Regarding Porto Rican Affairs.
Washington. April 21. Gov. William '
H. Hunt, of Poito Rico. Wednesday
paid his respects to the president nnd
later will have an estended conference
with him nhout affairs in the Island.
Gov Hunt's nomination as thp succes
sor to Judge 1 1 Ira in Knowles as United
States district judge In Montana, wns
confirmed by the senate Tuesday Gov.
Hunt expects to return to Porto Rico
to conclude his work beforo nssumiug
his new duties.
Certificates of Honorable Service.
Washington. April 21 Responding
to a resolution of Inquiry, the secre
tary of war Wednesday sent to tho'
senato a list showing that certificates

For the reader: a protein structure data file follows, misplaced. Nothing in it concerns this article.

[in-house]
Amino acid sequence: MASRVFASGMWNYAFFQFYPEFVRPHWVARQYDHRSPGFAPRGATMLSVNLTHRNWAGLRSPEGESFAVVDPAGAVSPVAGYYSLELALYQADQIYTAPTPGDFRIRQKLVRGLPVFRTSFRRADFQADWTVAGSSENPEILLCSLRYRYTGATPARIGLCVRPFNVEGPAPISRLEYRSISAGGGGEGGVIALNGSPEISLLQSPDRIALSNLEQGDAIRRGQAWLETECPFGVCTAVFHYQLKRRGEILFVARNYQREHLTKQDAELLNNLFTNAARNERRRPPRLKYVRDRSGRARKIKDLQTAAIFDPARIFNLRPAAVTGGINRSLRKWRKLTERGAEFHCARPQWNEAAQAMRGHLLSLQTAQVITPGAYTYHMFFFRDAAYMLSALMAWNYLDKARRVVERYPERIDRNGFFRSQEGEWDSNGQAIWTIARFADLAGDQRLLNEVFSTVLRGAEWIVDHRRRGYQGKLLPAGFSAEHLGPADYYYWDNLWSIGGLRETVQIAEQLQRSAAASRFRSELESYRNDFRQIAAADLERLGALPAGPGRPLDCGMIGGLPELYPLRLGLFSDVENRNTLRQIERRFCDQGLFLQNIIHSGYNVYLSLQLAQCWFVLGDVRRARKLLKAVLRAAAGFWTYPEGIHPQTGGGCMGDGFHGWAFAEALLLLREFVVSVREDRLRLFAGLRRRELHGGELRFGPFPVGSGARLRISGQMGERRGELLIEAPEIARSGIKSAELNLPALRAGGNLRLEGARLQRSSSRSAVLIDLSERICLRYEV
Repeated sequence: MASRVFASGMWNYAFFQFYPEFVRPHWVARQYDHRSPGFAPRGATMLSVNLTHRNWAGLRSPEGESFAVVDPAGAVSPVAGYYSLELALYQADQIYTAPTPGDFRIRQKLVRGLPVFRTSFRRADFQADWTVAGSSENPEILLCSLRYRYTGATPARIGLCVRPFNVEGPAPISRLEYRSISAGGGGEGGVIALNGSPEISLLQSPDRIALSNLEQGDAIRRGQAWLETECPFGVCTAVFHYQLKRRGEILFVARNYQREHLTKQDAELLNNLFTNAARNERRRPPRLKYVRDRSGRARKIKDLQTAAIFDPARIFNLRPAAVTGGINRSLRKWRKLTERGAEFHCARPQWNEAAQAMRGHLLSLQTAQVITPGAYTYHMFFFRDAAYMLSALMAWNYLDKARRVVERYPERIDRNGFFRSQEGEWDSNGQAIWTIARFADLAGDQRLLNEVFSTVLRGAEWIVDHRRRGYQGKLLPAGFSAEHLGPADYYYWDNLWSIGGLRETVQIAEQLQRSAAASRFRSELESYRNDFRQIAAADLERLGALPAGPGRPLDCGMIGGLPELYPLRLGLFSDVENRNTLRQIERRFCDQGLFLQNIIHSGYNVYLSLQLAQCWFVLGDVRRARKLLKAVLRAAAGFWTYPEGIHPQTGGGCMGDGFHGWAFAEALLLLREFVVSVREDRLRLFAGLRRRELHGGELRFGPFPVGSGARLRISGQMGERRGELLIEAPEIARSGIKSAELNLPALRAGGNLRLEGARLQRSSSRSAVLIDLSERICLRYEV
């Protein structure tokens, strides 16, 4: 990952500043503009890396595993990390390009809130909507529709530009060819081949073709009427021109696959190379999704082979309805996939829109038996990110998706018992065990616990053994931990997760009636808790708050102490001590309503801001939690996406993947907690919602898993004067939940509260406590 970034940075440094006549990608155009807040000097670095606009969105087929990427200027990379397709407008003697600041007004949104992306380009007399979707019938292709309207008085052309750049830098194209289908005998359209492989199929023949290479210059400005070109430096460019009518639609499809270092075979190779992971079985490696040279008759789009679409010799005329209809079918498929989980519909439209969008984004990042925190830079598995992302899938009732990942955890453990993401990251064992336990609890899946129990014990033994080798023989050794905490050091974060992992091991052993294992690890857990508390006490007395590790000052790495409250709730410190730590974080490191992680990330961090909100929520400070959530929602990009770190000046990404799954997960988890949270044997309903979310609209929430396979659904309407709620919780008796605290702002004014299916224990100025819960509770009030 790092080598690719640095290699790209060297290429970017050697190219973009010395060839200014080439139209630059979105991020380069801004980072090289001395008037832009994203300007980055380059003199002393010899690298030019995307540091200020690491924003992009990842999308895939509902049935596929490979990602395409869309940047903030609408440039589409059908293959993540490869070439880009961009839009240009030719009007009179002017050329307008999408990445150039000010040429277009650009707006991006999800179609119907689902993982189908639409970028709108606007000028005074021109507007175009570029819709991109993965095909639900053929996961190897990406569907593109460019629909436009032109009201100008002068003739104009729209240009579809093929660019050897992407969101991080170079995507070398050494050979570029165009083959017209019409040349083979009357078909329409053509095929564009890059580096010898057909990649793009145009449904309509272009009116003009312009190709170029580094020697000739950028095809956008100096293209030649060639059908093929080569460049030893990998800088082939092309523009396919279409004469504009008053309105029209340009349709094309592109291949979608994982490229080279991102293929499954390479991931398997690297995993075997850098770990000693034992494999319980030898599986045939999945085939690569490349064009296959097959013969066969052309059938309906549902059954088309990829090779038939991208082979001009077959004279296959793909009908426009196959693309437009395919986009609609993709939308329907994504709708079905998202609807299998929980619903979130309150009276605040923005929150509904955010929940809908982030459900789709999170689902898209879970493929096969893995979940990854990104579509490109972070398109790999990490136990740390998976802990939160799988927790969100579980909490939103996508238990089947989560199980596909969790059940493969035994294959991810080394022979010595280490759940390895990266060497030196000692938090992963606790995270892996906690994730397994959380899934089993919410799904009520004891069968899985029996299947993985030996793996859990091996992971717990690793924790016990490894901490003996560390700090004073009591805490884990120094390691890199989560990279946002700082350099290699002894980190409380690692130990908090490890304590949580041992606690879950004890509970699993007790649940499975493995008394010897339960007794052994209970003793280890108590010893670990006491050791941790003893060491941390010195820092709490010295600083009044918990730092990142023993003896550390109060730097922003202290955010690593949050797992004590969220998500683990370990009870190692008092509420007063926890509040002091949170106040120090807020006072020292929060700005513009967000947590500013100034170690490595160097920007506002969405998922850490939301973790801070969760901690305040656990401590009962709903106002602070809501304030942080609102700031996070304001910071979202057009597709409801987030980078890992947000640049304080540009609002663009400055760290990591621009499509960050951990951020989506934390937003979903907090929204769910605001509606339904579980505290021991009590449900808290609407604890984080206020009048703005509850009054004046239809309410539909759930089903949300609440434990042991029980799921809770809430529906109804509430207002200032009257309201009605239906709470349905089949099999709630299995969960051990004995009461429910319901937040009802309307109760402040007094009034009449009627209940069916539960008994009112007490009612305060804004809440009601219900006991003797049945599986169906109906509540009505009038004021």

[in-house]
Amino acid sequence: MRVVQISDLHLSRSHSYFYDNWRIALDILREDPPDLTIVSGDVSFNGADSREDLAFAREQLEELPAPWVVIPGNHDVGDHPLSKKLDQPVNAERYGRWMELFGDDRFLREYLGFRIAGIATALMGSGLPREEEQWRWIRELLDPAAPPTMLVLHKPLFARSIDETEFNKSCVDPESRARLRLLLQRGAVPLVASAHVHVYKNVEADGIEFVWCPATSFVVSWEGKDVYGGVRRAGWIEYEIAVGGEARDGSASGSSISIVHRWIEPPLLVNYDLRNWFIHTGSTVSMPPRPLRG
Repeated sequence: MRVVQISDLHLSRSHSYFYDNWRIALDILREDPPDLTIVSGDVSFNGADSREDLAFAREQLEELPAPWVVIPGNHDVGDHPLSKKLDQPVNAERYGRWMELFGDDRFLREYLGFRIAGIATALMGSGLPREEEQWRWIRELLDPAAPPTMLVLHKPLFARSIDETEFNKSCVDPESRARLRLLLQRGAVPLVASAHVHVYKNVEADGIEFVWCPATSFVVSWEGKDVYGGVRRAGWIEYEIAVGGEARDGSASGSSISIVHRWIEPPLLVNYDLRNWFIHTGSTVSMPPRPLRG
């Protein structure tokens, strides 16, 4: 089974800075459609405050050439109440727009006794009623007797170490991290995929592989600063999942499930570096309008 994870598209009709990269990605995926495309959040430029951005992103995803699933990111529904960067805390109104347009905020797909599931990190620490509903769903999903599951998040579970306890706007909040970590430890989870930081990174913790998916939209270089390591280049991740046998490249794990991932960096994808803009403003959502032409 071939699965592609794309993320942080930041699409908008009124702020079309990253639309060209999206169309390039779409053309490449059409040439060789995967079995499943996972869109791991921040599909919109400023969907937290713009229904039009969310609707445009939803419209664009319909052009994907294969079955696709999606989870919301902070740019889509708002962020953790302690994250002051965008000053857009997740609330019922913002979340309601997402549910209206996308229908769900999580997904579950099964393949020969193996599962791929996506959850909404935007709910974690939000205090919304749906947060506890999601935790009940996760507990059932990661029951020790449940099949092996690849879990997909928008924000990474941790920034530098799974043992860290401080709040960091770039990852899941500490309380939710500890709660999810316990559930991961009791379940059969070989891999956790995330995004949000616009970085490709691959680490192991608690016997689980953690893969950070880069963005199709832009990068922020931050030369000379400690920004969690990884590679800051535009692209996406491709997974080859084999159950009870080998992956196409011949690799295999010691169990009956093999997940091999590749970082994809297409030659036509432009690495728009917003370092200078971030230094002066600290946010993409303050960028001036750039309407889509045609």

of honorable service had been Issued
to ISC persons who served the United
States as telegraph operators during
the war. Their average pay was $70
A month.
Will Make Commencement Address.
Washington, April 21. Baron von
Sternberg, tho German ambassador,
has accepted an Invitation of the Uni
versity of tho South, at Sewanee,
Tenn., to mako the commencement ad
dress on June 13. Tho ambassador
will be tho guest of tho university.
Buying Horses For Japan.
Seattlo, Wash., April 21. A. M. Denv
ing, an English stockman from Cap
Colony, who has been in Japan for
somo months, has arrived hero and is
commissioned to purchase 10,000
horses in tho Pacific northwest to bo
sent to Japan.
St. Louis, April 21. A request was
received Wednesday by an official ot
the World's fair to reserve accommo
dations here for former Queen Liliuoj
kalanL of HawalL and her party "